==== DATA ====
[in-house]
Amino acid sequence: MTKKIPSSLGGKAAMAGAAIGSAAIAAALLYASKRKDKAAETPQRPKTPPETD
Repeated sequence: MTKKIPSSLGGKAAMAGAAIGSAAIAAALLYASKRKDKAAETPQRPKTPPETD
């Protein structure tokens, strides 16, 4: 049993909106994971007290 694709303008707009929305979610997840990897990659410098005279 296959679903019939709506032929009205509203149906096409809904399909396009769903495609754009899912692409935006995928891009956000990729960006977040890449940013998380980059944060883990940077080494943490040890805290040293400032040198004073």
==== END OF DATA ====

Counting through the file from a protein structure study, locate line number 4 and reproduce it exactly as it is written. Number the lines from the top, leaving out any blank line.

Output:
């Protein structure tokens, strides 16, 4: 049993909106994971007290 694709303008707009929305979610997840990897990659410098005279 296959679903019939709506032929009205509203149906096409809904399909396009769903495609754009899912692409935006995928891009956000990729960006977040890449940013998380980059944060883990940077080494943490040890805290040293400032040198004073």